School of Nursing

Mass Casualty Simulation

UNCG senior nursing students and faculty collaborated with Guilford County EMS, Cone Health and Campus Emergency Management to stage a mass casualty simulation on Wednesday, April 17 on the UNCG campus. Participating agencies worked together with nursing faculty to create a realistic scenario of a tornado disaster. One third of the nursing students were assigned the role of responders, while the other two thirds were assigned various victim roles. Students worked independently and in teams to triage and treat "victims" until EMS could arrive. The exercise allowed the students to effectively utilize the knowledge and skills that they have acquired while in our program.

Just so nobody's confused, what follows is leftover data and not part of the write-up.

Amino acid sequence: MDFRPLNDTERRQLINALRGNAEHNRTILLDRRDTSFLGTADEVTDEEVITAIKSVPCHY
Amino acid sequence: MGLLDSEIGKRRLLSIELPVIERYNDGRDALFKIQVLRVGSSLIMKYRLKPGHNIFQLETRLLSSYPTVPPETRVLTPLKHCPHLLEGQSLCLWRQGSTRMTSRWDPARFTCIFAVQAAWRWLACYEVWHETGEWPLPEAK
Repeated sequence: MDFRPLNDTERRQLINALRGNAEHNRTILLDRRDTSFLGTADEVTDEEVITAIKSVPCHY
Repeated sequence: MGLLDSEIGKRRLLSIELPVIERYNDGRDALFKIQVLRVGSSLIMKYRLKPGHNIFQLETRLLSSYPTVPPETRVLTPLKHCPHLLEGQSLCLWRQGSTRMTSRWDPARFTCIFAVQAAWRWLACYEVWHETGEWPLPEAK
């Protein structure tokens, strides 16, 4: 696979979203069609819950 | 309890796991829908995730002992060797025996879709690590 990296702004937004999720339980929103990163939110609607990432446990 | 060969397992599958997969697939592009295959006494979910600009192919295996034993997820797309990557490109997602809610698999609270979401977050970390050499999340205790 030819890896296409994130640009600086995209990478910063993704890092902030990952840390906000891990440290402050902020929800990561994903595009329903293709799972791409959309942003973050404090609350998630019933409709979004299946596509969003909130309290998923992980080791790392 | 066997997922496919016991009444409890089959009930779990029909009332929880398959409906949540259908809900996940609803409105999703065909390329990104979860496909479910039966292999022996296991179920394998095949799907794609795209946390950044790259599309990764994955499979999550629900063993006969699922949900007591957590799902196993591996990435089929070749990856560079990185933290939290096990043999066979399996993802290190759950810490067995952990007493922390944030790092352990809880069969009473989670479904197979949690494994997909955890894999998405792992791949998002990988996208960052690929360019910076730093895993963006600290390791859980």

Those playing the victims were asked to research the role and anticipate how they would respond if the responders were unable to get to them in time. Nursing student-responders were instructed in basic triage protocols and were sent out to triage and treat the victims with limited supplies and the knowledge that EMT responders would not be arriving for some time. By the time the EMT students arrived, the nursing students had moved everyone to a designated triage area, stabilized or treated those with injuries, and were able to designate the most critical needing transport. Faculty acted as observers and coaches for groups of students, but students were ultimately responsible for making decisions. Feedback for the student nurses from seasoned nurses and EMT responders was that the event went very smoothly and the nursing students did an effective job of triaging and treating the wounded overall. Suggestions for improvement included ways to quickly identify the walking wounded or lightly injured from the critically injured, to move the triage areas closer to the wounded so they would not have to be moved quite so far, and to put greater distance between the different levels of care to reduce crowd hysteria. The student remarks were mostly positive, although several of the 'victims' would have preferred to be responders.